CHERI end times
The Centre for Higher Education Research and Information (CHERI) closes at the end of July and its staff are leaving the Open University. We hope that CHERI has made some useful contributions to higher education, both nationally and internationally. We believe that research into higher education continues to be needed, to both inform and to challenge policy and practice in a field which is being assigned increasing political, economic and social importance. There is a need to build new research capacity, and this will not be easy in hard financial times. We hope, though, that the new will build on the old and that CHERI’s legacy of publications, datasets, networks, expertise and experience will be drawn on for many years to come.
One project does continue and Brenda Little, Mala Singh and John Brennan will be working on it from a base in the Open University Business School. Several staff are also in discussion with other universities and organisations about possible future associations and collaborations. This website will be accessible until August 2012 and will contain news of any developments as well as contact details of CHERI staff. The CHERI email address – email@example.com – will also continue and will be regularly checked.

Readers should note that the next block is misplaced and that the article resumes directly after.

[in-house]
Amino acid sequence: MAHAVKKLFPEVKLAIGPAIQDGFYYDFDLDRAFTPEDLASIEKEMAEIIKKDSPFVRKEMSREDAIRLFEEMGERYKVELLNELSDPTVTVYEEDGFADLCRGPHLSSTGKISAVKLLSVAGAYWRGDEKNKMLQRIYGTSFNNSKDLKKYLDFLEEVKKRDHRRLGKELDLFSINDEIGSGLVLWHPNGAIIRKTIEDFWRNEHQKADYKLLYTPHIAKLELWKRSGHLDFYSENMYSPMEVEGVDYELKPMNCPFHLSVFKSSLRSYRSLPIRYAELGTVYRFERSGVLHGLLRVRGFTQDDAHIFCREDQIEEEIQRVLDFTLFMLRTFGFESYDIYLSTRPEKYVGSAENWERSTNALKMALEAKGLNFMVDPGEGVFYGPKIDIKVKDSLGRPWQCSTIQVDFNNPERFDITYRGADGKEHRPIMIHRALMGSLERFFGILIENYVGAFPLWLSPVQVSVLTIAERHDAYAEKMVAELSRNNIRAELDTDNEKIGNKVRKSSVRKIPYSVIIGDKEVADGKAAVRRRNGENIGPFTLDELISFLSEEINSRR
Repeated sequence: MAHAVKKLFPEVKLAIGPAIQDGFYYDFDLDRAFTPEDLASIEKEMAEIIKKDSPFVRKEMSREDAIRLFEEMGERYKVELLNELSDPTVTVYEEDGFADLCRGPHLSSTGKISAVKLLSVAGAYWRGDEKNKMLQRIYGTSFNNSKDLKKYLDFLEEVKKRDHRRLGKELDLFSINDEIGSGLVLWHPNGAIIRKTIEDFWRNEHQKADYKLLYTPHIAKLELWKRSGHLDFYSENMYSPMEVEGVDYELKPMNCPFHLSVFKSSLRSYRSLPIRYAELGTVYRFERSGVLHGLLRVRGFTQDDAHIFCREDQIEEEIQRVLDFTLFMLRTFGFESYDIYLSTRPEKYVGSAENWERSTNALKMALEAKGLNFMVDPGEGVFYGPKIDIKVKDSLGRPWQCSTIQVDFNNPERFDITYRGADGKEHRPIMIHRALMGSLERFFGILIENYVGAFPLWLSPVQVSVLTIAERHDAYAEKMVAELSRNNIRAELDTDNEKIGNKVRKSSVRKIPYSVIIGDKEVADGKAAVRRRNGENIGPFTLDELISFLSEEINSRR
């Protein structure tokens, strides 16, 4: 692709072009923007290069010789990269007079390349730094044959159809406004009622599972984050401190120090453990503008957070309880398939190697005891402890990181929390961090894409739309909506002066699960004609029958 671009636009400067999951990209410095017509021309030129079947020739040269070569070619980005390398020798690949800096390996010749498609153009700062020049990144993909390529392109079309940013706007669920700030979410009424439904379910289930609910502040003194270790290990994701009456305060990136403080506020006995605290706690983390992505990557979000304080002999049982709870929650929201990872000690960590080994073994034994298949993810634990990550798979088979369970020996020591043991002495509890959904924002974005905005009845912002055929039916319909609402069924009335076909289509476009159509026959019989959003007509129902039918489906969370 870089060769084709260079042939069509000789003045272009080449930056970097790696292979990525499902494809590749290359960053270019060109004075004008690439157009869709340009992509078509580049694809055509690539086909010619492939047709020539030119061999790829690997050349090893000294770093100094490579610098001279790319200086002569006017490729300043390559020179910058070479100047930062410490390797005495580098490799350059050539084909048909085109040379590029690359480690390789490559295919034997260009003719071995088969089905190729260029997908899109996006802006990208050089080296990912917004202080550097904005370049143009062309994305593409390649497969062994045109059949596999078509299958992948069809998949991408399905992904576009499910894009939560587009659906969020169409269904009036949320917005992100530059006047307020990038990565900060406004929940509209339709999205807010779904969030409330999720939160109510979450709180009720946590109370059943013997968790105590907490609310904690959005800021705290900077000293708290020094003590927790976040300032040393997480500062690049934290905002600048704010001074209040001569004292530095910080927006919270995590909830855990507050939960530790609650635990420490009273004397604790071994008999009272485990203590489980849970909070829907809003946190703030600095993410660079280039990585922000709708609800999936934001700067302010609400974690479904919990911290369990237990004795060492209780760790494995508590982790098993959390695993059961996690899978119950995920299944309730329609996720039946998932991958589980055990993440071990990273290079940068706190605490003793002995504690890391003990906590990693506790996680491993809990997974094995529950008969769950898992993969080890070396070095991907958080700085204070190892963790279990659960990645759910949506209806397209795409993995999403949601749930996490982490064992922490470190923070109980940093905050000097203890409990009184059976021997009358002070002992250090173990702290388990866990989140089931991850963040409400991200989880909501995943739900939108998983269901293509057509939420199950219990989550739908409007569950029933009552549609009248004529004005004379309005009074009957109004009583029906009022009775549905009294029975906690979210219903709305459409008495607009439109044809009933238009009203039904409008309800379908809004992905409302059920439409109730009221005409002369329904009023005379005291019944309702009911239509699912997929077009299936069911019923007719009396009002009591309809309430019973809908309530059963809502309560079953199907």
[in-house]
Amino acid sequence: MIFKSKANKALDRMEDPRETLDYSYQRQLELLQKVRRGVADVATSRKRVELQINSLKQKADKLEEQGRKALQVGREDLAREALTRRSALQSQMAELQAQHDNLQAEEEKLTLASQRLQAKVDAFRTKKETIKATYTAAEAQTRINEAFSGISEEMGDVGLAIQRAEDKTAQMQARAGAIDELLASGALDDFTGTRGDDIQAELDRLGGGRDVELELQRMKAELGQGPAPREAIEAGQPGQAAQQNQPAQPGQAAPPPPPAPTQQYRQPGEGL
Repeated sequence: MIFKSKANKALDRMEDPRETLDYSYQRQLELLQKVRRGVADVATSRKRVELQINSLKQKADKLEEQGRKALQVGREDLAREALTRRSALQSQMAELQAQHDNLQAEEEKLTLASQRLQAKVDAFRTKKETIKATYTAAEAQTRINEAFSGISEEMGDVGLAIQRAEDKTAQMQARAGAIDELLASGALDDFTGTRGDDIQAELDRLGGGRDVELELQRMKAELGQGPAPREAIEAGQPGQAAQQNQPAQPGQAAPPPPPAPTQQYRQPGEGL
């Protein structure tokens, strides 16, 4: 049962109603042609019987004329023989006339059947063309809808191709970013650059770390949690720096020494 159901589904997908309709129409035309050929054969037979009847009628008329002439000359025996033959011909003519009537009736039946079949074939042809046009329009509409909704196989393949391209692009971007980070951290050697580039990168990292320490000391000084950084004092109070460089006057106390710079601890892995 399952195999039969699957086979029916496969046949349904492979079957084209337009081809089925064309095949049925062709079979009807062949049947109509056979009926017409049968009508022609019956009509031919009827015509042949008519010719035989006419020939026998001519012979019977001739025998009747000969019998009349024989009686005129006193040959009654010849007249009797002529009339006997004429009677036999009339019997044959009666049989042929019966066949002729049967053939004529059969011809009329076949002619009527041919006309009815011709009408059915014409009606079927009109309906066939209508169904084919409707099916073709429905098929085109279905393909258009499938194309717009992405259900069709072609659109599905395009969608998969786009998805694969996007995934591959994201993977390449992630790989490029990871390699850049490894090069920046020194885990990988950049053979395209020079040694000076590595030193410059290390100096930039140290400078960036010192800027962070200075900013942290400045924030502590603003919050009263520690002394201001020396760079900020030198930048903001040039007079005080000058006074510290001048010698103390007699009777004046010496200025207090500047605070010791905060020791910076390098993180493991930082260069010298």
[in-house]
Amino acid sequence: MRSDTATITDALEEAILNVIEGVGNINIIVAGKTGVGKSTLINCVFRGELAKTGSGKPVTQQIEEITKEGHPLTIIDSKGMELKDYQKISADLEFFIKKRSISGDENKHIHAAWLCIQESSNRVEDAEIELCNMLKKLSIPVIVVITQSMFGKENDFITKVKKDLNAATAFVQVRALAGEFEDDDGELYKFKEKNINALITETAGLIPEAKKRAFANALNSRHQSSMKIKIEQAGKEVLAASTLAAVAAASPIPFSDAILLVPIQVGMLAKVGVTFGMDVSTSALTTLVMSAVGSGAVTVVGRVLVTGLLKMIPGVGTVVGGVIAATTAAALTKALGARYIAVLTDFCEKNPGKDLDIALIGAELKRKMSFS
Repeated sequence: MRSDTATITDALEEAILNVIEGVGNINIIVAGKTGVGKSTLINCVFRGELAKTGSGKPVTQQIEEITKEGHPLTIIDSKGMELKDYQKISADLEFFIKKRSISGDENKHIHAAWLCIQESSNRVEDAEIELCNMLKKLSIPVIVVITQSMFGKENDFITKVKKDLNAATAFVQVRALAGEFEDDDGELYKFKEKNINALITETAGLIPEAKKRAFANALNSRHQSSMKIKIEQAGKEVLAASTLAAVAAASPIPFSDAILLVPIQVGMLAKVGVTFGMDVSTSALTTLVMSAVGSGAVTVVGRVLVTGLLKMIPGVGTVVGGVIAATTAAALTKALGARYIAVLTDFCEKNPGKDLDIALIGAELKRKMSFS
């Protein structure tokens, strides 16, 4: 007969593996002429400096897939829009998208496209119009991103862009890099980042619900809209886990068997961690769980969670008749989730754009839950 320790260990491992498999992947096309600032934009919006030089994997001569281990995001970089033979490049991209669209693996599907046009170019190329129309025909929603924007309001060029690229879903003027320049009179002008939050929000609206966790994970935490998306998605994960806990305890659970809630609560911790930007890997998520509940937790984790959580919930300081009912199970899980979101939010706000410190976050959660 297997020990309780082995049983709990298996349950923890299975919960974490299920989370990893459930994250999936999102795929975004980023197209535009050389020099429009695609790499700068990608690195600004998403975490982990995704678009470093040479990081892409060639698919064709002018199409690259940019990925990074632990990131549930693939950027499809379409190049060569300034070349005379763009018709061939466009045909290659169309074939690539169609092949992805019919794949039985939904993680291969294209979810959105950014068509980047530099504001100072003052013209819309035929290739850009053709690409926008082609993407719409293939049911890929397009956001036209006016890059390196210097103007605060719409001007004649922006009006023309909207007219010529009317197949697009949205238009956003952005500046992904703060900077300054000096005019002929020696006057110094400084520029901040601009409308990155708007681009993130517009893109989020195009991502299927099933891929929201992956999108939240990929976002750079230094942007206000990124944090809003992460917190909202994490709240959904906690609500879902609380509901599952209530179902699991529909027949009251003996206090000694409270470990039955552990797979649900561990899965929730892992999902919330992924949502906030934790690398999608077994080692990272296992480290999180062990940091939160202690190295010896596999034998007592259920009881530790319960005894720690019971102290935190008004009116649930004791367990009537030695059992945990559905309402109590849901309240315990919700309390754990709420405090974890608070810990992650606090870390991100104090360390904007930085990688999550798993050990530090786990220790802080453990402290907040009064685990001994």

For contact details of CHERI staff please click here.
The last report
CHERI’s ‘last report’ has now been published. It is entitled Higher Education and Society in Changing Times: looking back and looking forward. As the title suggests, the report looks back at developments in higher education, roughly over the lifetime of CHERI, but it also looks forward to the future, to the challenges facing higher education and at the changes that can be expected in the coming years. Click here for the report.
The last seminar
On June 21st, around 30 present and former CHERI staff, associates, visiting professors, collaborators and friends gathered for a final seminar at Kings Place in Central London. The seminar theme was ‘Who needs higher education research, and why?’. Notes on some of the seven presentations can be accessed here. The seminar also received a message from Professor Craig Calhoun, President of the US Social Science Research Council in New York. Read Professor Calhoun’s message.
The CHERI legacy
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